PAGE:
The Millside Farms bottle is featured in the article which discusses historical artifacts found in your backyard and underfoot ! The half pint “cream top ” bottle is date / patented March 3, 1925! Probably not the healthiest of beverages chosen on a summer day to cool off I would think !
Look for the October issue of THE POSITIVE PRESS around October 8th in your mailboxes, at local stores and on line ! Will
Umm… I think autumn has arrived, Will. At least the leaves in Riverton think it has.
A longer entry follows than most, but it’s been awhile and I have some catching up to do.
A week ago Saturday (Dec. 3) evening from 4-9 p.m. the Historical Society set up shop at the New Leaf for a one day only exhibition of seldom seen treasures from its collections and the consensus among visitors was, “You should do this more often.” People stopping by during their Library sponsored six-stop Candlelight House Tour examined the various displays and often left us with as much information as they took away.
I set up my laptop to run the Riverton Veterans Honor Roll Album which reminded our hostess, Mrs. Phyllis Rodgers to loan me a copy of her father’s service photo.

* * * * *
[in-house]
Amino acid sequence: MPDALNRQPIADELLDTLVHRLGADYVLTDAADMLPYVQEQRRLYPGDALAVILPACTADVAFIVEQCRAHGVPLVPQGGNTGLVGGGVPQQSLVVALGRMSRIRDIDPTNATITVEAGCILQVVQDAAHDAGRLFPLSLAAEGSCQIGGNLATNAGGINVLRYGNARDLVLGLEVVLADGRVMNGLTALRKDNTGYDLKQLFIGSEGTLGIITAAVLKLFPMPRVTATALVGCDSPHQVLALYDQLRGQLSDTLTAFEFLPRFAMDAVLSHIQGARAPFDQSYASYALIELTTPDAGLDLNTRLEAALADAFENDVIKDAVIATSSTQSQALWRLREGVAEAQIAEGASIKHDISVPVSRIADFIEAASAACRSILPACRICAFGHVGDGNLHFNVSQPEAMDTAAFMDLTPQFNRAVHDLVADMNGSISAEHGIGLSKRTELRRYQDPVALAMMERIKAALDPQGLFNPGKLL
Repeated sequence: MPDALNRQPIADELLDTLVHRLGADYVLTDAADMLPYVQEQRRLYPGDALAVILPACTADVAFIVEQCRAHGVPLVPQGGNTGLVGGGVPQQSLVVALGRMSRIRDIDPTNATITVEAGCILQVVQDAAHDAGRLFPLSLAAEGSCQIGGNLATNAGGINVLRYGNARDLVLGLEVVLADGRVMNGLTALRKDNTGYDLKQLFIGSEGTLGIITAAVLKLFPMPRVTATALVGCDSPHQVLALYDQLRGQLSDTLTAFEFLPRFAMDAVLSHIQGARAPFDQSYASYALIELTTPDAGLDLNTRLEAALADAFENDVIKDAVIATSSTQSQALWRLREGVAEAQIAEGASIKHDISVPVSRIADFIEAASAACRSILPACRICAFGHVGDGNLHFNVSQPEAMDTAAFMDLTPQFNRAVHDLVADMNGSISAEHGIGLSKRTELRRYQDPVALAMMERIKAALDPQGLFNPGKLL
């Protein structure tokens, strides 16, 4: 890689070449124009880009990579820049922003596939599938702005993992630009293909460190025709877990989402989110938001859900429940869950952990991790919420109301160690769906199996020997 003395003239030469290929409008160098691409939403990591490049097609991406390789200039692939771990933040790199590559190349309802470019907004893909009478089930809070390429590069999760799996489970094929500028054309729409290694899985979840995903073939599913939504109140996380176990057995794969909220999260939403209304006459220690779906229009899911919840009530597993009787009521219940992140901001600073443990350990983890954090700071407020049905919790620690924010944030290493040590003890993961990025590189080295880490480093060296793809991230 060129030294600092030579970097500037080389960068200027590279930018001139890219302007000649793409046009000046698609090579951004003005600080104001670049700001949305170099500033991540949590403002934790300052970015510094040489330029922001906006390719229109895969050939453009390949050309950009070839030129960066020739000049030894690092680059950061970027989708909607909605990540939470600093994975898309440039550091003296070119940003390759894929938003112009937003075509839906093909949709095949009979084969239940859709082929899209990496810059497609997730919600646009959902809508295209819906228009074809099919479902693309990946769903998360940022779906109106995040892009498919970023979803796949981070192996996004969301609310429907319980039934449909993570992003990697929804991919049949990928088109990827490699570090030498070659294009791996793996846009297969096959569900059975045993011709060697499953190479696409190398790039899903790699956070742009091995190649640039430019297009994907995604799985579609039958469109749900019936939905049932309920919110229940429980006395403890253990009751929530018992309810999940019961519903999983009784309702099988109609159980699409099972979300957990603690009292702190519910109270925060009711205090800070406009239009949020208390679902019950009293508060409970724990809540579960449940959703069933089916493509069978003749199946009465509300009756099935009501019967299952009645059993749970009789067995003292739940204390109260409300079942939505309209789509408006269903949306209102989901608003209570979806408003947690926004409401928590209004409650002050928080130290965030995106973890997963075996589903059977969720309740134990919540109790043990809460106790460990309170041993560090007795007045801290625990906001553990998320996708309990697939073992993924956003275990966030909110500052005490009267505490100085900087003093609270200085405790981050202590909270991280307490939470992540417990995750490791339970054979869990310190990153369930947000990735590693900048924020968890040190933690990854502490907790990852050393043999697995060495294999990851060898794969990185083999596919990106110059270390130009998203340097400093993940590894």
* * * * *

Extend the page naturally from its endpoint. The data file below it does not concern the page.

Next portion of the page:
One woman who came through our Museum-for-a-Day found some vintage postcard reproductions that evoked a memory for her, and she paused by my laptop to look at the veterans’ photos, some of whom she knew.
The conversation drifted to Irish Row when we came to the photos of the McDermott brothers. (I only recently obtained these photos of Carl and his two late brothers when he answered our website appeal asking for veterans’ photos)
I have since updated the Riverton Veterans Honor Roll Album to include the names added this past Veterans Day and scanned in several more photos of vets. If you can help by adding a photo or clippingto go with any name on the Memorial please contact me so that we can add it to the online album. Regular visitors will recall that eligibility for inclusion on the Honor Roll now reads:
Any present or former resident of the Borough of Riverton, living or deceased, who served on active duty in the Armed Forces of the United States of America, during a time of war, is eligible to have their name placed on the memorial.
She casually mentioned that her mother had been a house maid for the Biddle household and that she had lived on Cinnaminson Street.
I showed her some of Joseph Yearly’s photos of Riverton’s own Irish Row stored on my computer and she became very animated, adding a running commentary. She pointed out people and places she knew in Mr. Yearly’s photos. I will have to get them posted after the New Year. We may hear some more from a Riverton Irish maid’s perspective in an upcoming post when the woman locates some of her late mother’s possessions.